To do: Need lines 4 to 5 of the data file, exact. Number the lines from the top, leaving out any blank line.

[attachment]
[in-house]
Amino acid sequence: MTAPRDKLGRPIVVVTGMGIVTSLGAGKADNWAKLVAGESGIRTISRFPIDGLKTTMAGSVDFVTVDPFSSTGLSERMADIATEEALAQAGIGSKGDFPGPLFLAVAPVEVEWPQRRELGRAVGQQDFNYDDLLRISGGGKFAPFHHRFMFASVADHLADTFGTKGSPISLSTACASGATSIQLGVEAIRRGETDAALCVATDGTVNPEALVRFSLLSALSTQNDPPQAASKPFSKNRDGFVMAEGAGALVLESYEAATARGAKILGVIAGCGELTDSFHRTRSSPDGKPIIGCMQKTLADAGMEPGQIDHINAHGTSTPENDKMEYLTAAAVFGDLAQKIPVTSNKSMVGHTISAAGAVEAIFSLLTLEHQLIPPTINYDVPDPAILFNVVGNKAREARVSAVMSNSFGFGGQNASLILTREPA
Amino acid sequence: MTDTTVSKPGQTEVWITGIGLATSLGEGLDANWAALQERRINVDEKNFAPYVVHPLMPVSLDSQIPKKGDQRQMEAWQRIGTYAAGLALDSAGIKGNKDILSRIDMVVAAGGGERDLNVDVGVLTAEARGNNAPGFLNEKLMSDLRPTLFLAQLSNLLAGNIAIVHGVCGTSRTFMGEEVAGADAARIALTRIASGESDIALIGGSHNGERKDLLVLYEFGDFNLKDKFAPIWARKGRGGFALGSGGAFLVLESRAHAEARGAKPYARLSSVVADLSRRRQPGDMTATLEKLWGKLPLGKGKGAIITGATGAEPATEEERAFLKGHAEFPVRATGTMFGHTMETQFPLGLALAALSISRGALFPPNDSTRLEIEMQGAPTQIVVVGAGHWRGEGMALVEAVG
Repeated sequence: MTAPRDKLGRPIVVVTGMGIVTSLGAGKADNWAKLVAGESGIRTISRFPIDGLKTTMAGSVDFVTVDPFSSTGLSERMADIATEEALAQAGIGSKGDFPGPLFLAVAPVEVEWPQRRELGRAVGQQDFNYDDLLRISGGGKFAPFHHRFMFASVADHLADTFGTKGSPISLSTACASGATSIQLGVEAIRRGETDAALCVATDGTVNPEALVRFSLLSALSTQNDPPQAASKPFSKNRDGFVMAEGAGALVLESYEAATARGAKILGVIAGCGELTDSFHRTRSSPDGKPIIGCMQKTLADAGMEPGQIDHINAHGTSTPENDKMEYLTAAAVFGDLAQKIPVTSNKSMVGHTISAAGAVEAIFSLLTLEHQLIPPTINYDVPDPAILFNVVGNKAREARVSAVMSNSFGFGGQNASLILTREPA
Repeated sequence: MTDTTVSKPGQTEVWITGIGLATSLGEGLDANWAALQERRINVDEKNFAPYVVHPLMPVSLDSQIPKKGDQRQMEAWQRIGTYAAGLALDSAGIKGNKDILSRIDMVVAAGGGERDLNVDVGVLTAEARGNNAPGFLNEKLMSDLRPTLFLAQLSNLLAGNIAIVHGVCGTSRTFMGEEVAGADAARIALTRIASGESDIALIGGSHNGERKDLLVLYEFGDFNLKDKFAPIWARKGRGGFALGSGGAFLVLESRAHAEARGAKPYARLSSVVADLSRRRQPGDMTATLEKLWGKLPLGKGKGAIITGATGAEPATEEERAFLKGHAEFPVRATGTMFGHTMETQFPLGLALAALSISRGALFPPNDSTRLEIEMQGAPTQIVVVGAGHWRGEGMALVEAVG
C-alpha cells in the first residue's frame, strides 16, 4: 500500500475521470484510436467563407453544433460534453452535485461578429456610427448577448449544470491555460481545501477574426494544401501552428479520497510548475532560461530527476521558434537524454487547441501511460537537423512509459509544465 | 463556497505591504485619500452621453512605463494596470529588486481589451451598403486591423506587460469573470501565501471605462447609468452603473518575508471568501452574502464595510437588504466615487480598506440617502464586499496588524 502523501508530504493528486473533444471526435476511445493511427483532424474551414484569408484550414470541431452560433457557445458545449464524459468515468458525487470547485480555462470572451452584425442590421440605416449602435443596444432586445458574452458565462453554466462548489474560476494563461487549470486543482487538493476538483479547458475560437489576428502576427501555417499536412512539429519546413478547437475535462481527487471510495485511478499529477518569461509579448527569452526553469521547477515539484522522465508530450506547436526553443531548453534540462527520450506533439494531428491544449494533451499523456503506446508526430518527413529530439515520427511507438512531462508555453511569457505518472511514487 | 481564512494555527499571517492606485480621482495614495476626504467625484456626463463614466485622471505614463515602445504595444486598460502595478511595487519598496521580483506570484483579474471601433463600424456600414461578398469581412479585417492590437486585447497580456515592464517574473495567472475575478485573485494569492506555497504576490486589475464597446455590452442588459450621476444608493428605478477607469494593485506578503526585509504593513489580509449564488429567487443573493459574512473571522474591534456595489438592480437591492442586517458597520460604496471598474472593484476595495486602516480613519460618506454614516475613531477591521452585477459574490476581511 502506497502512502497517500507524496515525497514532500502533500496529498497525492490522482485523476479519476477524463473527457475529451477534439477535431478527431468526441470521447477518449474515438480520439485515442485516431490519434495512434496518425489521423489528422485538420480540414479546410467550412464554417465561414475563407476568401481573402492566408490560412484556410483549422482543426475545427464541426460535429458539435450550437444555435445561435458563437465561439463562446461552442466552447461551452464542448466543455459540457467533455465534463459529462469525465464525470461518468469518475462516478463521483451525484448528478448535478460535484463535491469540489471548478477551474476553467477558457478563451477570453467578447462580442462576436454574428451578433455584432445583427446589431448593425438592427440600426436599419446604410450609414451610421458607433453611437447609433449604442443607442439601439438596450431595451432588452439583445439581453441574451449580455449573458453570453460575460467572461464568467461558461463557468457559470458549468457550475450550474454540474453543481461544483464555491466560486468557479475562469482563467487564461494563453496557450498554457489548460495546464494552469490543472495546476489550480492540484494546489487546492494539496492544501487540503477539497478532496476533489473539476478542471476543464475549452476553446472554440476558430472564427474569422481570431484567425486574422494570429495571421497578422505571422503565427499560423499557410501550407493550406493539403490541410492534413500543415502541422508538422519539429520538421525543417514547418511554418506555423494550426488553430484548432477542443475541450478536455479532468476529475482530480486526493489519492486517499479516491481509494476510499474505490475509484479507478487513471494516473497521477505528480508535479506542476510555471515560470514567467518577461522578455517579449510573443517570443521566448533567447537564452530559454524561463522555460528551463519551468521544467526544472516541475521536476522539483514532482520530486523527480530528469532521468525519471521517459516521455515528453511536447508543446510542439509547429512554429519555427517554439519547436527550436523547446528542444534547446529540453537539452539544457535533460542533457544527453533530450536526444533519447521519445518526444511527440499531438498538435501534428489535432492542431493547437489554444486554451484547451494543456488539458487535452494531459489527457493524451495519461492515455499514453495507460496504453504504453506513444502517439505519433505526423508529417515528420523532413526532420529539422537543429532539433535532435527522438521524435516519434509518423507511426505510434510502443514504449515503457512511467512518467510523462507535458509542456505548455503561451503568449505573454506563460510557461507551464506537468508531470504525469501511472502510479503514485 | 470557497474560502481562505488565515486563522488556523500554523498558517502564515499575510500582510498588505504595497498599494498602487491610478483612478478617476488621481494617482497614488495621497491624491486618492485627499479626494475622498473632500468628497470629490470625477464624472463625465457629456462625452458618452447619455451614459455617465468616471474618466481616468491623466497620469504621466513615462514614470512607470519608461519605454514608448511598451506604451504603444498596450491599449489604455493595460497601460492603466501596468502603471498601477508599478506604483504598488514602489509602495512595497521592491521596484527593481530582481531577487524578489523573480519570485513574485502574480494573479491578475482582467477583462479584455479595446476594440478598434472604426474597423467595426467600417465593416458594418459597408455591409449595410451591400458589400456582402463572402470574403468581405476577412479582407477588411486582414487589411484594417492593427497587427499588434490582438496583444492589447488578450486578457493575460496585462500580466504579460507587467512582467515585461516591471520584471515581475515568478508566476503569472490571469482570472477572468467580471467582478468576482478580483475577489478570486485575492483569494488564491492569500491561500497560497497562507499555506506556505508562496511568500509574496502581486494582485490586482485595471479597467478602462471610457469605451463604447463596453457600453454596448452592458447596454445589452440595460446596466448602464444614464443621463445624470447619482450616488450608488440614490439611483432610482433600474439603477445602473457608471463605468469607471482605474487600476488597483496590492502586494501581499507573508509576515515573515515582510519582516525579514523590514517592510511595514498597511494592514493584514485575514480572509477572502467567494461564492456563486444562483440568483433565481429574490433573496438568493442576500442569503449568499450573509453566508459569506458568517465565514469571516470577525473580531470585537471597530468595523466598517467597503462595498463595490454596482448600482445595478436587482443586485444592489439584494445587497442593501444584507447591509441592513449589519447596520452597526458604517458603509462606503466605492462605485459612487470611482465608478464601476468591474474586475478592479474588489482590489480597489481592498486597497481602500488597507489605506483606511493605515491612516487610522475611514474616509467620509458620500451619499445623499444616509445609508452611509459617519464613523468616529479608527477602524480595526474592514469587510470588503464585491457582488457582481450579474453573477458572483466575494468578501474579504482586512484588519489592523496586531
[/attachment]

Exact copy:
Repeated sequence: MTAPRDKLGRPIVVVTGMGIVTSLGAGKADNWAKLVAGESGIRTISRFPIDGLKTTMAGSVDFVTVDPFSSTGLSERMADIATEEALAQAGIGSKGDFPGPLFLAVAPVEVEWPQRRELGRAVGQQDFNYDDLLRISGGGKFAPFHHRFMFASVADHLADTFGTKGSPISLSTACASGATSIQLGVEAIRRGETDAALCVATDGTVNPEALVRFSLLSALSTQNDPPQAASKPFSKNRDGFVMAEGAGALVLESYEAATARGAKILGVIAGCGELTDSFHRTRSSPDGKPIIGCMQKTLADAGMEPGQIDHINAHGTSTPENDKMEYLTAAAVFGDLAQKIPVTSNKSMVGHTISAAGAVEAIFSLLTLEHQLIPPTINYDVPDPAILFNVVGNKAREARVSAVMSNSFGFGGQNASLILTREPA
Repeated sequence: MTDTTVSKPGQTEVWITGIGLATSLGEGLDANWAALQERRINVDEKNFAPYVVHPLMPVSLDSQIPKKGDQRQMEAWQRIGTYAAGLALDSAGIKGNKDILSRIDMVVAAGGGERDLNVDVGVLTAEARGNNAPGFLNEKLMSDLRPTLFLAQLSNLLAGNIAIVHGVCGTSRTFMGEEVAGADAARIALTRIASGESDIALIGGSHNGERKDLLVLYEFGDFNLKDKFAPIWARKGRGGFALGSGGAFLVLESRAHAEARGAKPYARLSSVVADLSRRRQPGDMTATLEKLWGKLPLGKGKGAIITGATGAEPATEEERAFLKGHAEFPVRATGTMFGHTMETQFPLGLALAALSISRGALFPPNDSTRLEIEMQGAPTQIVVVGAGHWRGEGMALVEAVG